v. A taxpayer is not precluded from requesting the imposition of accuracy related penalties under I.R.C. § 6662 instead of civil fraud penalties or non-willful FBAR penalties instead of willful penalties. Given the objective of the voluntary disclosure practice, granting requests for the imposition of lesser penalties is expected to be exceptional. Where the facts and the law support the assertion of a civil fraud or willful FBAR penalty, a taxpayer must present convincing evidence to justify why the civil fraud penalty should not be imposed.
vi. Penalties for the failure to file information returns will not be automatically imposed. Examiner discretion will take into account the application of other penalties (such as civil fraud penalty and willful FBAR penalty) and resolve the examination by agreement.
vii. Penalties relating to excise taxes, employment taxes, estate and gift tax, etc. will be handled based upon the facts and circumstances with examiners coordinating with appropriate subject matter experts.
viii. Taxpayers retain the right to request an appeal with the Office of Appeals.
Streamlined Program Still Lives On
In announcing the new voluntary disclosure program, the IRS made sure to confirm that the current program for non-willfully delinquent tax filer, known as the “Streamlined Filing Compliance Procedures” (SFCP), still remains open.
These procedures generally can be used if: (1) the taxpayer has failed to report income from a foreign financial asset and failed to pay the required tax, and may have failed to file a required FBAR, and (2) The taxpayer has committed the failures due to non-willful conduct.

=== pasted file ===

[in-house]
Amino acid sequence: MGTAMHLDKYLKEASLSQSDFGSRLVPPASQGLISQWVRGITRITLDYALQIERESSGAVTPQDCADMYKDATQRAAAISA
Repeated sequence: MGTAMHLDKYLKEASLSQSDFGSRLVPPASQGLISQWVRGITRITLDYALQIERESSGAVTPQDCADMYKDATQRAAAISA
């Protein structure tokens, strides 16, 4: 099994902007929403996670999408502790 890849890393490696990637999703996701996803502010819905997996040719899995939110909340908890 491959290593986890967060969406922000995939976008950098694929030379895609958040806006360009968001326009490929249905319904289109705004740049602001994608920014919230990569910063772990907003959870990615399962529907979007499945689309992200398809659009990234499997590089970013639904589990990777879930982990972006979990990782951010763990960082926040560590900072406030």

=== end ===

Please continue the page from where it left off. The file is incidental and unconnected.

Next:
Under this program, U.S. expats are required to delinquent file tax returns, with all required information returns, for the prior 3 years, and file any delinquent FBARs for the prior 6 years. They must also file a non-willful certification with their submission.
A taxpayer who complies with the procedures will have to pay previously unpaid taxes with interest, but will not be subject to failure-to-file and failure-to-pay penalties, accuracy-related penalties, information return penalties, or FBAR penalties.
Most of our expat clients entering the disclosure programs choose the Streamlined Procedures due to the non-willful nature of their tax delinquency and the desire to come clean without incurring onerous penalties. The cost-effectiveness of this program makes it a great way to get on track with your taxes and put your IRS worries behind you for good.
The Takeaway for U.S. Expats
Currently, an estimated 9 million U.S. citizens are living abroad. A growing number of expats have begun to realize that their U.S. tax compliance obligations did not end upon their change in residency.
Constant changes to the voluntary disclosure programs should come as a stark warning that these programs may come to a complete end at some point in the not-so-distant future.
For now, the Streamlined Procedures remain a great option for coming clean with the IRS. Several other amnesty options are also available, depending on your situation. Each option has its advantages and disadvantages, and choosing the best way forward requires a careful analysis of your particular facts and circumstances.
Our experts at Expat Tax Professionals are available to help discuss your options and guide you through each step of the disclosure process.
By Joshua Ashman, CPA & Nathan Mintz, Esq.